Artist Victor Vasarely was born in 1906 in Hungary, lived much of his life in France, and died in 1997. Today would have been his 104th birthday. He is considered the founder of Op Art, a style which he began developing during his black and white period, from 1950-1965. This period, his most famous, is what will be explored in this project.
In Op Art, also known as optical art, artists used colors, lines and shapes to create the impression of movement. Vasarely’s use of color and shape made some of his paintings appear to jump out from the canvas, like the one above.
- fine black marker (sharpies are great for this)
- printable Circle
- printable Square
- graph paper (optional)
- pencil and eraser (optional)
- straight and curved rulers (optional)
Op Art required a great deal of math and planning. Today, similar results can be achieved using a program like Photoshop. I have provided two printable pages inspired by Vasarely’s Vega painting shown below. It is a perfect example of how pattern and line can create a swelling and warping effect. Print up the pages and have children colour in alternating squares with a black marker until finished. A fine marker will allow you to achieve more precision when outlining the squares. Children will see how making this kind of pattern creates the illusion of movement, and they will truly be amazed at how great it looks, especially from a distance.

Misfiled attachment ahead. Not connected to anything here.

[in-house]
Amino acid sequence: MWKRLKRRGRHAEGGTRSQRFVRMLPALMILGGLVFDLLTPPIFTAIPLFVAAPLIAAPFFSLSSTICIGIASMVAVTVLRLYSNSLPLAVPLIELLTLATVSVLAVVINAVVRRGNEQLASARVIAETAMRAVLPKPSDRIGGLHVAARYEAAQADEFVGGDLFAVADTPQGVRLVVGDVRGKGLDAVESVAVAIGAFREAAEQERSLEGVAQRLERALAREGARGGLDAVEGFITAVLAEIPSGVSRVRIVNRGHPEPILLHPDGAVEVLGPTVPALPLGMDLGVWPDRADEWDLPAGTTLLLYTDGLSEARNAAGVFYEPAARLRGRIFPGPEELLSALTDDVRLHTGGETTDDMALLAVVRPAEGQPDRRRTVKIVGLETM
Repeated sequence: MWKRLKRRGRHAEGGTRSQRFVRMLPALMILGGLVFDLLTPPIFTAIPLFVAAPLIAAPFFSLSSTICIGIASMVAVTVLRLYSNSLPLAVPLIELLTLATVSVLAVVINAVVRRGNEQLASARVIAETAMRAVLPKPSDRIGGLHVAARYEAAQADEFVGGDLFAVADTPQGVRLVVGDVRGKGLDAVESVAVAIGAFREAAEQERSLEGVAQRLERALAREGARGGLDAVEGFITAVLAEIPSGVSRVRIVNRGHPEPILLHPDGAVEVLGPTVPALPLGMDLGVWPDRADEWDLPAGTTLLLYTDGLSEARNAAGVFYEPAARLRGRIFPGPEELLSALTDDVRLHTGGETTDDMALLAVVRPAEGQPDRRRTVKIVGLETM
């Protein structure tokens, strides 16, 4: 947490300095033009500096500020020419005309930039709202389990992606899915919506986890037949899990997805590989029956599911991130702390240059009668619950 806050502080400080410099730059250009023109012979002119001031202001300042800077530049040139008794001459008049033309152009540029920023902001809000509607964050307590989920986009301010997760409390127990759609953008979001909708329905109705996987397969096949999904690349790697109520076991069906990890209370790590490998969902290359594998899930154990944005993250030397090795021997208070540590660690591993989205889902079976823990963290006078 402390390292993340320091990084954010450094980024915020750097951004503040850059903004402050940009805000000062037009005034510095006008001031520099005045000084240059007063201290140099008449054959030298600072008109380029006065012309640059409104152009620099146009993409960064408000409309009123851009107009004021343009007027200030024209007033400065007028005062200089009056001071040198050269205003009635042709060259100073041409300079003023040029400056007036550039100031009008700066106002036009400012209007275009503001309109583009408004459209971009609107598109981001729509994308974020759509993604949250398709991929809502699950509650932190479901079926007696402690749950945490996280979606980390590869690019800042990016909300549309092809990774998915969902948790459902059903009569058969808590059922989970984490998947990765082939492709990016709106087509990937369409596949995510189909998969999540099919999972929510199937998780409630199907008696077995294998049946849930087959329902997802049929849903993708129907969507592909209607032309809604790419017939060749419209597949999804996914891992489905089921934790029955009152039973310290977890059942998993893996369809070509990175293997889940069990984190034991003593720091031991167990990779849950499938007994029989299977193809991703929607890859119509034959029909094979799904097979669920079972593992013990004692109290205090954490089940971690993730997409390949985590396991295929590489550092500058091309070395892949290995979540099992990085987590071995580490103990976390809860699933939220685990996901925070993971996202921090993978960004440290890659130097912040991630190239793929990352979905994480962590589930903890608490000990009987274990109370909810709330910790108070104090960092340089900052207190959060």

Alternatively, have them draw their own patterns using graph paper. Some lines can be straight and made with a ruler, while others will need to be drawn free hand or with a curved ruler. Looking at Op Art paintings will help them understand placement of lines in order to create these sorts of illusions.
Finally, if you wish to make your own designs in Photoshop, do an internet search for ‘graph paper’ and save your selection. Next, open it in Photoshop and under ‘Filter’ select ‘Liquify’. A number of tools will show up for you to try out on your graph paper.
If you would like more information about Vasarely or Op Art, have a look at these links:
Fun book for kids: Optical Designs in Motion
Other important contributors to Op Art:
Josef Albers: http://www.albersfoundation.org/
Bridget Riley: http://www.webexhibits.org/colorart/riley.html
Yaacov Agam: http://www.aejv.com/agam-bio.htm